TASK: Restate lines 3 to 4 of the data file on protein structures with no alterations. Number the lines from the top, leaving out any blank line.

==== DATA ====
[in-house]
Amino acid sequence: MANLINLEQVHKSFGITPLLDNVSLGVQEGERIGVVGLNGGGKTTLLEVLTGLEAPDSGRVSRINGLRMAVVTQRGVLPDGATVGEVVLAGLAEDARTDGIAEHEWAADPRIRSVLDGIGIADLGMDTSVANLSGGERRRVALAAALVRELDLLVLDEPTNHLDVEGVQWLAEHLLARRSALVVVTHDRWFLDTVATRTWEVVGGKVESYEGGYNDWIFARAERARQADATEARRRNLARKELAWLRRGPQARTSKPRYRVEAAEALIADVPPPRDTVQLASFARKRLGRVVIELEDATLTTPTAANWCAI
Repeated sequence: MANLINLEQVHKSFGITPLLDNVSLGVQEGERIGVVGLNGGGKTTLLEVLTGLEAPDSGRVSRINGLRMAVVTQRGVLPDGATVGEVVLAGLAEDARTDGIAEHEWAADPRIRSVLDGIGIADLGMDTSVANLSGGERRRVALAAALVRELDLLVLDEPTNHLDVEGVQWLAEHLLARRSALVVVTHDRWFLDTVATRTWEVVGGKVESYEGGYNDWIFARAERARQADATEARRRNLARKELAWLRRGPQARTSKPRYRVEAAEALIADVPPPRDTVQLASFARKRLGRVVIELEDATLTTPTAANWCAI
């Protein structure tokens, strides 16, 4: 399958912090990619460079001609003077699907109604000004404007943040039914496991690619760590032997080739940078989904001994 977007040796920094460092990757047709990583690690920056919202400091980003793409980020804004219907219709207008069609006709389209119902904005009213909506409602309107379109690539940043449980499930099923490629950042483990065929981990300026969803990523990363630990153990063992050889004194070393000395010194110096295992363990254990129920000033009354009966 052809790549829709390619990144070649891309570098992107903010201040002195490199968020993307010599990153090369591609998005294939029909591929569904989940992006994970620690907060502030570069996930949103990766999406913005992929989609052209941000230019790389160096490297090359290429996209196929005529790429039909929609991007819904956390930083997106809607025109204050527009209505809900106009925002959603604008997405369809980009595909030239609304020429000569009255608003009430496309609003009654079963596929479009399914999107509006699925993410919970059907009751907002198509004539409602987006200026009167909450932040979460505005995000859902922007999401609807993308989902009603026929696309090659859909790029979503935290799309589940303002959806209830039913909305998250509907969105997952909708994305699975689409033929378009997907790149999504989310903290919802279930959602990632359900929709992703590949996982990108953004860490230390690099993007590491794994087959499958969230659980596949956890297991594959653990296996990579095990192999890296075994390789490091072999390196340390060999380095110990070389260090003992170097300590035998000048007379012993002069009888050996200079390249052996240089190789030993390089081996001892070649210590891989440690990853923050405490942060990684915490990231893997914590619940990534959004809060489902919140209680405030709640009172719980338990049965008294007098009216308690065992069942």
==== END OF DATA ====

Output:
Repeated sequence: MANLINLEQVHKSFGITPLLDNVSLGVQEGERIGVVGLNGGGKTTLLEVLTGLEAPDSGRVSRINGLRMAVVTQRGVLPDGATVGEVVLAGLAEDARTDGIAEHEWAADPRIRSVLDGIGIADLGMDTSVANLSGGERRRVALAAALVRELDLLVLDEPTNHLDVEGVQWLAEHLLARRSALVVVTHDRWFLDTVATRTWEVVGGKVESYEGGYNDWIFARAERARQADATEARRRNLARKELAWLRRGPQARTSKPRYRVEAAEALIADVPPPRDTVQLASFARKRLGRVVIELEDATLTTPTAANWCAI
């Protein structure tokens, strides 16, 4: 399958912090990619460079001609003077699907109604000004404007943040039914496991690619760590032997080739940078989904001994 977007040796920094460092990757047709990583690690920056919202400091980003793409980020804004219907219709207008069609006709389209119902904005009213909506409602309107379109690539940043449980499930099923490629950042483990065929981990300026969803990523990363630990153990063992050889004194070393000395010194110096295992363990254990129920000033009354009966 052809790549829709390619990144070649891309570098992107903010201040002195490199968020993307010599990153090369591609998005294939029909591929569904989940992006994970620690907060502030570069996930949103990766999406913005992929989609052209941000230019790389160096490297090359290429996209196929005529790429039909929609991007819904956390930083997106809607025109204050527009209505809900106009925002959603604008997405369809980009595909030239609304020429000569009255608003009430496309609003009654079963596929479009399914999107509006699925993410919970059907009751907002198509004539409602987006200026009167909450932040979460505005995000859902922007999401609807993308989902009603026929696309090659859909790029979503935290799309589940303002959806209830039913909305998250509907969105997952909708994305699975689409033929378009997907790149999504989310903290919802279930959602990632359900929709992703590949996982990108953004860490230390690099993007590491794994087959499958969230659980596949956890297991594959653990296996990579095990192999890296075994390789490091072999390196340390060999380095110990070389260090003992170097300590035998000048007379012993002069009888050996200079390249052996240089190789030993390089081996001892070649210590891989440690990853923050405490942060990684915490990231893997914590619940990534959004809060489902919140209680405030709640009172719980338990049965008294007098009216308690065992069942």